General Motors Corp. yesterday said it hopes to sell a controlling stake in its highly profitable finance arm, General Motors Acceptance Corp., which provides everything from car loans to home mortgages.

Analysts said a sale of over 50 percent of GMAC could raise more than $10 billion, enough cash to help keep the ailing auto giant out of bankruptcy court while it restructures. But analysts and GM investors also warned that any deal to sell control of GMAC would also come with enormous risk, diverting a huge and consistent earnings stream away from GM's precarious balance sheet.

"This clearly means GM is saying it's going to be in the auto business, not the finance business, and that they are building a war chest to turn this thing around," said Dan Genter, chief executive and chief investment officer of RNC Genter Capital Management LLC, a Los Angeles investment firm that owns short-term GM bonds. Genter added that GM was "selling the crown jewel, or at least a controlling interest in the crown jewel, of the company."

GMAC has bailed out its parent during many recent earnings seasons. In the third quarter of this year, for instance, GM's North American division posted a net loss of $1.6 billion, which would have been worse without GMAC's earnings of $675 million. In 2004, GMAC earned $2.9 billion, 80 percent of GM's profit. GMAC has said it expects to earn $2.5 billion this year.

But as GM has struggled with declining North American sales and soaring labor costs, its thriving finance arm has suffered along with it. Bond ratings agencies have downgraded debt issued by both GM and GMAC to junk status, despite GMAC's strong performance. GM executives yesterday said they hoped that selling a controlling stake in GMAC would encourage ratings agencies to upgrade GMAC's bonds, giving the unit access to cheaper capital.

"This is, we think, a move that is consistent with our strategy of maintaining the synergy between GM and GMAC and at the same time really increasing their ability to grow their business," GM chief executive G. Richard Wagoner Jr. said on a conference call.

Scott Sprinzen, an automotive analyst at debt rating agency Standard & Poor's, which rates GMAC's bonds at BB, one step higher than GM's but still not investment grade, issued a cautious endorsement of Wagoner's plan.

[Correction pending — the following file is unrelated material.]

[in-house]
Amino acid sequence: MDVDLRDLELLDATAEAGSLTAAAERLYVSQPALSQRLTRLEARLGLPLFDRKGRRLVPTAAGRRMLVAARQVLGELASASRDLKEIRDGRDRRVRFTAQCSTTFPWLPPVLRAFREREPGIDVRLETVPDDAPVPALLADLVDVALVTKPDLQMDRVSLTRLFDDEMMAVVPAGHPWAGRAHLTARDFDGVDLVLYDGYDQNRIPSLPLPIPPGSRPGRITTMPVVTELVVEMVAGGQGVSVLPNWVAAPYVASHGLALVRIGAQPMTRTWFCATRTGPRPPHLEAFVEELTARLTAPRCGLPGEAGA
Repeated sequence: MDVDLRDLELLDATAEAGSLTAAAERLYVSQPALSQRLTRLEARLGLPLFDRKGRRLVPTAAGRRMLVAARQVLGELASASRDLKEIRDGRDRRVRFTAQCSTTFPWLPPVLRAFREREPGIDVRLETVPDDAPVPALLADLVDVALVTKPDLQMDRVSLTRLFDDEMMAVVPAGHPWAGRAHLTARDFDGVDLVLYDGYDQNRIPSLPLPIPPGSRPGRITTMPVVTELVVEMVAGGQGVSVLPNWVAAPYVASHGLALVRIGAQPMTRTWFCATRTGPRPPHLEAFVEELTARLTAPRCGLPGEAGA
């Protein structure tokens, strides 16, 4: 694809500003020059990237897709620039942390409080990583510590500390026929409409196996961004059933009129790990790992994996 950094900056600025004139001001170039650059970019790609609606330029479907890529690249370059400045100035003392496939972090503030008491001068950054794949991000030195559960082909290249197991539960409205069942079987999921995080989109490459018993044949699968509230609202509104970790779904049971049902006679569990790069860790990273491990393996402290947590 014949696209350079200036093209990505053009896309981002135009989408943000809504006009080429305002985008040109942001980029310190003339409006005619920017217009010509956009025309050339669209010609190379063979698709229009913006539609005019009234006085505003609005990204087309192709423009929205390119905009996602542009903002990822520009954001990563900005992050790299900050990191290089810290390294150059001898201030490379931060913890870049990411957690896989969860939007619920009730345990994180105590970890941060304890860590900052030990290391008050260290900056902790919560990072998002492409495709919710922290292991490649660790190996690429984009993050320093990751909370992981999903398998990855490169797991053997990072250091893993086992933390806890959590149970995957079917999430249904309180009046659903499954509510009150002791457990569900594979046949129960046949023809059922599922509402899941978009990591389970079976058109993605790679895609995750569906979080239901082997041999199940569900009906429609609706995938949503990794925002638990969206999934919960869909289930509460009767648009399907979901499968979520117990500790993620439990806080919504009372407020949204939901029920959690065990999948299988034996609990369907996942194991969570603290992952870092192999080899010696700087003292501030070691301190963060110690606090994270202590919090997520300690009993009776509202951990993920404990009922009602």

"We view an investment-grade rating for GMAC as feasible, if GM sells a majority stake in GMAC to a highly rated financial institution with a long-range strategic commitment to the automotive finance sector," Sprinzen wrote in a research note yesterday.

Several analysts interpreted Sprinzen's remarks to mean that S&P would prefer a large financial firm, such as Citigroup Inc. or Bank of America Corp., or a conglomerate with a large finance arm, such as General Electric Co., to buy control of GMAC. Some analysts also said a group of large private equity firms could combine on a bid for control of the finance unit.

The sale of a controlling stake in GMAC would have no direct impact on GM's bond ratings. But analysts said the infusion of cash could improve GM's balance sheet enough to reduce the risk of a bankruptcy filing, eventually help to lifting the company's bonds out of junk status.

Any deal for GMAC is expected to take months to negotiate. Analysts and GM investors said the deal would be designed to guarantee that GMAC continues to boost GM's bottom line by helping increase auto sales while also insulating GMAC from GM's liabilities, such as contract demands from unions or claims by the federal Pension Benefit Guaranty Corp.

In addition to raising cash to avoid bankruptcy, analysts said, the sale of a controlling stake in GMAC could strengthen the company's hand in dealing with its unions by putting a massive cash generating asset out of reach of labor's demands. "The blessing of GMAC comes in GM's ability to stay the course and to take a beating in the market while knowing that the GMAC ATM machine is there," Glenn Reynolds, analyst at corporate debt rating firm CreditSights Ltd., wrote in a research note. "It is a curse in terms of GM's ability to plead poverty to the UAW."

A GMAC sale could also allow GM to send out a big dividend payment to quiet restive shareholders, chiefly billionaire investor Kirk Kerkorian, who now controls 9.9 percent of GM's stock. A spokeswoman for Kerkorian's investment company, Tracinda Corp., did not return a call for comment on the proposed GMAC sale.